5. I rather think, from everything that has been said about James at his present age, that he would have been very much his own man, but it would be surprising if he had not shown the kind of determination to succeed in whatever career he chose that he is presently showing to overcome his disabilities. Had he done so, he would, I am quite confident, have had the backing of all sides of his family. Equally, of course, it is a common experience that, whilst some children will be happily content to fall into the pattern of the working life of their parents, many will want to forge their own future and feel that they have moved on. Putting together all the pieces, I sense that James would have been in that latter category.
    6. Mr Johnson said that a career in engineering would have fitted perfectly well with James’ cognitive abilities and I see no reason not to accept that assessment. Whether James would actually have gone into an engineering occupation is, of course, impossible to say, but my assessment is that he would not have gone into anything less than that and that, accordingly, the broad level of earnings achievable in that sphere will represent a good measure of what he would have been likely to earn over his adult working life. It is, of course, impossible to say whether James would have remained in the area of Lincoln or would have moved away. I am sure that the strong family from which he came would have operated as a magnet to draw him to remain near to what has always been his home. On the other hand, if it was necessary to move some distance away in order to better himself, I am sure he would have taken that course, particularly given all the modern means of maintaining regular contact with loved ones. If he had moved away it is possible that his earnings would have been higher than if he stayed in the relatively restricted area near to Lincoln simply because the choice of potential employers would be greater.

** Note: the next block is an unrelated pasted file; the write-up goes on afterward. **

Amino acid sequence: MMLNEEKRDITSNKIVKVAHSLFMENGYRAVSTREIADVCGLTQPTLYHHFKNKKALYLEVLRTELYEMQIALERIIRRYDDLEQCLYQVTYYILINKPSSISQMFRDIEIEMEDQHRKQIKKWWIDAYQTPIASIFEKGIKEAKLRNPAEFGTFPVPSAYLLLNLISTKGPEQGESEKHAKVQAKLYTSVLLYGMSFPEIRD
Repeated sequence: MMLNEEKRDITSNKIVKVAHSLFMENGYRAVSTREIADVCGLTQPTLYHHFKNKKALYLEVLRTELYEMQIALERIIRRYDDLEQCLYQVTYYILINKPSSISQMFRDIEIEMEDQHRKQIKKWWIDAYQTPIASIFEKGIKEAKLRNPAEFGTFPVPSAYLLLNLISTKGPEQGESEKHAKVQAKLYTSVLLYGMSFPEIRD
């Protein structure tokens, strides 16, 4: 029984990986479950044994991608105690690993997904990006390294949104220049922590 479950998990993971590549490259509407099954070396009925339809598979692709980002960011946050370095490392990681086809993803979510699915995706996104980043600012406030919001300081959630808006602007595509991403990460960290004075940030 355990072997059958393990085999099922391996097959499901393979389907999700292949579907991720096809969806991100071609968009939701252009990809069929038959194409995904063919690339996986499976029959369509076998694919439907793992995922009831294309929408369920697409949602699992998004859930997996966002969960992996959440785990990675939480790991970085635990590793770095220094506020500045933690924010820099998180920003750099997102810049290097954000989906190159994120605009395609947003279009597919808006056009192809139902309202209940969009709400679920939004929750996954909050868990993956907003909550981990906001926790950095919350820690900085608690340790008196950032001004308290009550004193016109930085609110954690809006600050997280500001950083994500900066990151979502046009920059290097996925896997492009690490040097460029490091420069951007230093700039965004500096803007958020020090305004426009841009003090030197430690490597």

7. I think the suggestion of the Defendant (which has moved up from the wholly unrealistic assertion in the counter-schedule that he would have earned no more than £18,000 per annum over his lifetime) that he should be seen as earning in the medium range of the male skilled trade occupations (approximately £25,000 per annum gross) or “all male employees” (approximately £28,700 per annum gross) reflects too pessimistic an assessment of his future but for his disabilities, but the figures help inform the general picture.
    8. I have been told that the 2014 ASHE average annual gross earnings for science, research, engineering and technological professionals is £44,406 (SOC 21), for mechanical engineers the average was £44,436 (SOC 2122), for electrical engineers the figure was a little higher at £47,934 and for electronics engineers the average was £44,075. The average for engineering professionals generally (SOC 2112) was £42,718 gross. In order to put these figures into context, the national average for all employees is £37,028, for plumbers and heating and ventilation engineers (SOC 5314) it is £28,317 and for large goods vehicle drivers (SOC 8211) it is £26,619.